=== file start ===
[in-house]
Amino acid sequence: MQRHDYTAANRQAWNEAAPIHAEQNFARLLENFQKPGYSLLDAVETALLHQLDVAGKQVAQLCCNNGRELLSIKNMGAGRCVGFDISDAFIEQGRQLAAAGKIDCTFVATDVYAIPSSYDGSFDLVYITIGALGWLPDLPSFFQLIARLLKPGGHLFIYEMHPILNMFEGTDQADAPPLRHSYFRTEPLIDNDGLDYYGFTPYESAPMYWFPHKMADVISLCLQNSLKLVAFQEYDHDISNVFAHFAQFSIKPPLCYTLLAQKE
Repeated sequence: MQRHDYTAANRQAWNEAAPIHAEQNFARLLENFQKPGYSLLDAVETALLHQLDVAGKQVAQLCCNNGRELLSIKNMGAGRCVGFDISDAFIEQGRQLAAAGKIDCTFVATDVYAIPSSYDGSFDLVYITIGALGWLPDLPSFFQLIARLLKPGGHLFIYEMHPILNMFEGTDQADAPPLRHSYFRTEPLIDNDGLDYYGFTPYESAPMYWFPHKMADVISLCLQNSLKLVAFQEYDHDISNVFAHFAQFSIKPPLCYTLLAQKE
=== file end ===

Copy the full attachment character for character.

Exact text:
[in-house]
Amino acid sequence: MQRHDYTAANRQAWNEAAPIHAEQNFARLLENFQKPGYSLLDAVETALLHQLDVAGKQVAQLCCNNGRELLSIKNMGAGRCVGFDISDAFIEQGRQLAAAGKIDCTFVATDVYAIPSSYDGSFDLVYITIGALGWLPDLPSFFQLIARLLKPGGHLFIYEMHPILNMFEGTDQADAPPLRHSYFRTEPLIDNDGLDYYGFTPYESAPMYWFPHKMADVISLCLQNSLKLVAFQEYDHDISNVFAHFAQFSIKPPLCYTLLAQKE
Repeated sequence: MQRHDYTAANRQAWNEAAPIHAEQNFARLLENFQKPGYSLLDAVETALLHQLDVAGKQVAQLCCNNGRELLSIKNMGAGRCVGFDISDAFIEQGRQLAAAGKIDCTFVATDVYAIPSSYDGSFDLVYITIGALGWLPDLPSFFQLIARLLKPGGHLFIYEMHPILNMFEGTDQADAPPLRHSYFRTEPLIDNDGLDYYGFTPYESAPMYWFPHKMADVISLCLQNSLKLVAFQEYDHDISNVFAHFAQFSIKPPLCYTLLAQKE